KANSAS CITY, Mo. (AP) — Missouri regulators have again rejected the state's portion of a power line that would carry wind energy from Kansas to Indiana, citing the company's failure to provide the required 60-day notice before submitting its latest application.
Immediately after the Missouri Public Service Commission announced its decision Tuesday, Houston-based Clear Line Energy Partners pledged to try a third time to win permission to build the Grain Belt Express line across northern Missouri.
"Our order today is in no way to be perceived by anyone as the commission's view on the ultimate merits of the case," Commission Chairman Daniel Hall said Tuesday. "It's a merely procedural formality that unfortunately was not complied with."
The Missouri portion would represent about 200 miles of the 780-mile, $2.3 billion power line stretching from Dodge City, Kansas, to a substation in Sullivan, Indiana. Regulators in Kansas, Illinois and Indiana have already approved the project.
The commission rejected the original application last year after landowners along the line's proposed Missouri route raised objections. At the time, commissioners questioned whether the project would benefit Missouri, if it was needed and whether it is economically feasible. Since then, Gov. Jay Nixon has said he supports the project and the Missouri Joint Municipal Electric Utility Commission, which represents 67 municipal utilities that buy power together, announced it had agreed to buy up to 200 megawatts of transmission space if the power line is built.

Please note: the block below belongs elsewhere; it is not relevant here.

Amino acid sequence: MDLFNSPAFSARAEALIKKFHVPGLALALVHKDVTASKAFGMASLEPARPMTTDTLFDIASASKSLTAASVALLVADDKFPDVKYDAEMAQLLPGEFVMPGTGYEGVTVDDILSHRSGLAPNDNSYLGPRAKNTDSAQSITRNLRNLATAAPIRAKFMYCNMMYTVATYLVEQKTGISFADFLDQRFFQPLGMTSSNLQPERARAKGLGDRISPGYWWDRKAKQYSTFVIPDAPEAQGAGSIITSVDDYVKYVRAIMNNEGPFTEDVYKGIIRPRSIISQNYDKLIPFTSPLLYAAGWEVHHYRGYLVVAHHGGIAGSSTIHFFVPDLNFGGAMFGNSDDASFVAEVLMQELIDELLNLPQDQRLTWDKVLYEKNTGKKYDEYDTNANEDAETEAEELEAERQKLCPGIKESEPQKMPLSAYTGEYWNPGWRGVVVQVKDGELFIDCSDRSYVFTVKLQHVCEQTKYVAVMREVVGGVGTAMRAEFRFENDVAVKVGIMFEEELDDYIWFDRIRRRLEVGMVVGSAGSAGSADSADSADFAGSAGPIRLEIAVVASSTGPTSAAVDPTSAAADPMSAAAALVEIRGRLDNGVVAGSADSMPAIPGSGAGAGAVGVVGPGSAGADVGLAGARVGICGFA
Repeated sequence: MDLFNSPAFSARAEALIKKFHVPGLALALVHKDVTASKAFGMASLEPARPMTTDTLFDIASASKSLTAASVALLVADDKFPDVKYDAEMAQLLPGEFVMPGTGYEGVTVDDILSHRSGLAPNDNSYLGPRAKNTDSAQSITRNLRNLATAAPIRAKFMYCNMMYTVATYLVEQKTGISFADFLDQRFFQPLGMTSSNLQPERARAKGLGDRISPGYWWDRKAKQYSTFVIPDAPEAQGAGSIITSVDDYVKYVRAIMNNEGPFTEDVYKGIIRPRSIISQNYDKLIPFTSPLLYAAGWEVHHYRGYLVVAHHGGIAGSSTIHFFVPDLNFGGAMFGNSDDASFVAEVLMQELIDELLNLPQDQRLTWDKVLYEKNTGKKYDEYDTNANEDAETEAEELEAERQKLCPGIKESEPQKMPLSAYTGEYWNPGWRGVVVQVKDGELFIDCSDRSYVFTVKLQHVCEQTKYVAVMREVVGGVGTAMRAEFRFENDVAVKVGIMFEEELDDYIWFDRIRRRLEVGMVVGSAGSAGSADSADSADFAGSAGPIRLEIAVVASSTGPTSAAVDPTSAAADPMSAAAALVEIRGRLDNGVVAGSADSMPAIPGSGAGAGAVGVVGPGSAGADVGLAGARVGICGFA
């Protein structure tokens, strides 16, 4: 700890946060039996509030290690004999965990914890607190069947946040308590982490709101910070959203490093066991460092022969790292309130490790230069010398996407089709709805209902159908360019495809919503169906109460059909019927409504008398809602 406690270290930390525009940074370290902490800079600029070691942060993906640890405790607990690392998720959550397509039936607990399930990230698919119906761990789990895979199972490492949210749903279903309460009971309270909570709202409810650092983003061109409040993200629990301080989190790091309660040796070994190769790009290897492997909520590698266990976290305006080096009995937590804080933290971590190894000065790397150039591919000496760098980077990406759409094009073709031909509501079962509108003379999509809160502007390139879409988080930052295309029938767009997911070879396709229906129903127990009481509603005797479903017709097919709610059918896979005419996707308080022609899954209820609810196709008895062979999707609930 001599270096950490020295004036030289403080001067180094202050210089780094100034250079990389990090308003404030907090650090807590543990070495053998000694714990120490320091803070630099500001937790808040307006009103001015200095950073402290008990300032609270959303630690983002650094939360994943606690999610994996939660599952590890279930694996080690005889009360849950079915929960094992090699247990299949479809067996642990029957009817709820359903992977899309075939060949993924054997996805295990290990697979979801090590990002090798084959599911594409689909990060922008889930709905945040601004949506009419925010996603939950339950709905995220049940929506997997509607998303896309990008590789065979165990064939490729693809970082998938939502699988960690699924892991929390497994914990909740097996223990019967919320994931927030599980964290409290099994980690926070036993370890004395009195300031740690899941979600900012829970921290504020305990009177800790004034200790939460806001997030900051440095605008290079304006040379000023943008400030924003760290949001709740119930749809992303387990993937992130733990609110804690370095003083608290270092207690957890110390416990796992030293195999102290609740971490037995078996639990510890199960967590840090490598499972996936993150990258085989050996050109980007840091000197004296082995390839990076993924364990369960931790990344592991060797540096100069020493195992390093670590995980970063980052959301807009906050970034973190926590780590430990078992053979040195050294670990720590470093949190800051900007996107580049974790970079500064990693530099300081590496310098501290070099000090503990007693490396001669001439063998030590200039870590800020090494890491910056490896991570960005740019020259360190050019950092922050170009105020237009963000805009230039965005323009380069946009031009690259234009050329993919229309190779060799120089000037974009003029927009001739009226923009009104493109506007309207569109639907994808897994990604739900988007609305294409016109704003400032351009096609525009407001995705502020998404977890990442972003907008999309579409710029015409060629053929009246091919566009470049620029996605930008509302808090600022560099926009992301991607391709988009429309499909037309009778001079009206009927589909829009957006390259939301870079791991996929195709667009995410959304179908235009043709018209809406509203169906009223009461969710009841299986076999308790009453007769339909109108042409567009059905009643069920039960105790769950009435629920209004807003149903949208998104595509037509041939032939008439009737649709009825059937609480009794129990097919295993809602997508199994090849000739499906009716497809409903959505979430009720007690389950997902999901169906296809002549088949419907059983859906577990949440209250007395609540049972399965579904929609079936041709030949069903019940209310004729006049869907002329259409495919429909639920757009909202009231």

Clean Line agreed after negotiating with Nixon to accept the option of binding arbitration to resolve compensation disputes and avoiding damage to farmland, to update land value assessments, pay the higher amount if land values decrease, and to not reduce promised compensation if the project is approved.
Leaders of the opposition group, Block Grain Belt Express, said in a news release that they reject those changes and remain strongly against the project.
"None of the affected landowners or other stakeholders were given any opportunity to participate in the governor's landowner negotiations with the company," said Wiley Hibbard, presiding commissioner of Ralls County. "These so called protections are nothing more than smoke and mirrors. They do not protect us."